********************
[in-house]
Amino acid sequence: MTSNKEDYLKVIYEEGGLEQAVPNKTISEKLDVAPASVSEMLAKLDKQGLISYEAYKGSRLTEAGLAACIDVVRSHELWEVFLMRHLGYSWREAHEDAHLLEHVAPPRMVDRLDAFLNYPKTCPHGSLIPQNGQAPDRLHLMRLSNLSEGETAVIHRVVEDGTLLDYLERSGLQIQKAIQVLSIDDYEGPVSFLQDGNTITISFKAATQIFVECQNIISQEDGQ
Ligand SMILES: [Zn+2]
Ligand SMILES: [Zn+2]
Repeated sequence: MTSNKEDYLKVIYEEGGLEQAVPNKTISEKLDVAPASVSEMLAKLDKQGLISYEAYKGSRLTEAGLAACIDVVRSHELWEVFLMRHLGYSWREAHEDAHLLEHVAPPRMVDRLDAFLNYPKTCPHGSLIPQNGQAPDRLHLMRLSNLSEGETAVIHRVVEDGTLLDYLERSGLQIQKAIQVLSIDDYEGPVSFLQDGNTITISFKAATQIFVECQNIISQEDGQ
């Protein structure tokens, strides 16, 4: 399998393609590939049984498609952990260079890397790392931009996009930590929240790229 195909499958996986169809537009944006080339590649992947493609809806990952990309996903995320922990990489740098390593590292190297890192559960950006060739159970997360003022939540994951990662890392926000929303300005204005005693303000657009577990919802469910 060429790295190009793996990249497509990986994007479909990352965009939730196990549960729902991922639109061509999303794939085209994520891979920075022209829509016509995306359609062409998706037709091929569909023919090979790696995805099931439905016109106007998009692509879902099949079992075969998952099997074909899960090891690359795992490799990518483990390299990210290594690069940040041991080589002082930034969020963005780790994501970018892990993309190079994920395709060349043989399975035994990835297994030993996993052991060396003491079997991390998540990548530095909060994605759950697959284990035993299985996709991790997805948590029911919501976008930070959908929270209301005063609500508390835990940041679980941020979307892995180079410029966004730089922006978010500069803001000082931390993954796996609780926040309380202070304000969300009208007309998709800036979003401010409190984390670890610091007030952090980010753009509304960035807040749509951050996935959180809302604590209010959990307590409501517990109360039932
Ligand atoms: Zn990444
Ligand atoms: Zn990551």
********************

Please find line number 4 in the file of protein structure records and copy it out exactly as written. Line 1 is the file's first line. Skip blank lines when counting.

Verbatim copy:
Ligand SMILES: [Zn+2]